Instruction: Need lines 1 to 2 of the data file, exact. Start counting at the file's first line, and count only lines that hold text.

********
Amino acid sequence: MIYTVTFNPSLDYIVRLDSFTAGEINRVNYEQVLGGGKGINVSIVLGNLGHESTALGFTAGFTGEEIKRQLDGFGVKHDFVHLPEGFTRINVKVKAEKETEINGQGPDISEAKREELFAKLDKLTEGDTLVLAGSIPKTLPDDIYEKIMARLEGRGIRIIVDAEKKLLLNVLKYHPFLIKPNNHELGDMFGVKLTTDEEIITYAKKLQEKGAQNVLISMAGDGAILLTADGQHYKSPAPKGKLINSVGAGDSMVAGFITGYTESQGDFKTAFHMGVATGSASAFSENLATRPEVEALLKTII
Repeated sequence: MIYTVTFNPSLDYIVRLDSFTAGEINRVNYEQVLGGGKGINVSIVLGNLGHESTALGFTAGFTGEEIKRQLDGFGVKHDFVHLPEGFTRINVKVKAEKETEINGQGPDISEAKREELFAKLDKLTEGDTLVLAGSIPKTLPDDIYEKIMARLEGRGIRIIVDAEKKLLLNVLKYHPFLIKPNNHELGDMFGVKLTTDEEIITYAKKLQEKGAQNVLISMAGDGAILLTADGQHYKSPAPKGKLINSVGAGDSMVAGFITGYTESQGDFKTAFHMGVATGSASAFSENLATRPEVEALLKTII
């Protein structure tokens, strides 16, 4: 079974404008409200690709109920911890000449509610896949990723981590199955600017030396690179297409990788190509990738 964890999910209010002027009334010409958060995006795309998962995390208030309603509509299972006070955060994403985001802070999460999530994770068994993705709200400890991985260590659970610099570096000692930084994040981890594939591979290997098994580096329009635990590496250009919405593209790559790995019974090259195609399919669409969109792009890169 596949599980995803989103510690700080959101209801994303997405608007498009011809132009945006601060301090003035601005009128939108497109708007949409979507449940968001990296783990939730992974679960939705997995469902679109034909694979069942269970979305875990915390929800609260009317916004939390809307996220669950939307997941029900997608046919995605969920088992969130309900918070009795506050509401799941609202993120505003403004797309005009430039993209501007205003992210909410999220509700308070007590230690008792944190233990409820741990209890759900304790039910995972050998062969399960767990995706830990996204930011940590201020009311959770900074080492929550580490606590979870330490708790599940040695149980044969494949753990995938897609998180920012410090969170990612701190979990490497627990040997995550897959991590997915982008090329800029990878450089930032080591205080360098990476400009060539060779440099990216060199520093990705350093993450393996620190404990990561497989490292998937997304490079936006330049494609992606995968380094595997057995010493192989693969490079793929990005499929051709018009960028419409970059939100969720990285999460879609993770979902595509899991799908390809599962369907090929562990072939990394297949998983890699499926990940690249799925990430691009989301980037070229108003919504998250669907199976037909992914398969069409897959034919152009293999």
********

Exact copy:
Amino acid sequence: MIYTVTFNPSLDYIVRLDSFTAGEINRVNYEQVLGGGKGINVSIVLGNLGHESTALGFTAGFTGEEIKRQLDGFGVKHDFVHLPEGFTRINVKVKAEKETEINGQGPDISEAKREELFAKLDKLTEGDTLVLAGSIPKTLPDDIYEKIMARLEGRGIRIIVDAEKKLLLNVLKYHPFLIKPNNHELGDMFGVKLTTDEEIITYAKKLQEKGAQNVLISMAGDGAILLTADGQHYKSPAPKGKLINSVGAGDSMVAGFITGYTESQGDFKTAFHMGVATGSASAFSENLATRPEVEALLKTII
Repeated sequence: MIYTVTFNPSLDYIVRLDSFTAGEINRVNYEQVLGGGKGINVSIVLGNLGHESTALGFTAGFTGEEIKRQLDGFGVKHDFVHLPEGFTRINVKVKAEKETEINGQGPDISEAKREELFAKLDKLTEGDTLVLAGSIPKTLPDDIYEKIMARLEGRGIRIIVDAEKKLLLNVLKYHPFLIKPNNHELGDMFGVKLTTDEEIITYAKKLQEKGAQNVLISMAGDGAILLTADGQHYKSPAPKGKLINSVGAGDSMVAGFITGYTESQGDFKTAFHMGVATGSASAFSENLATRPEVEALLKTII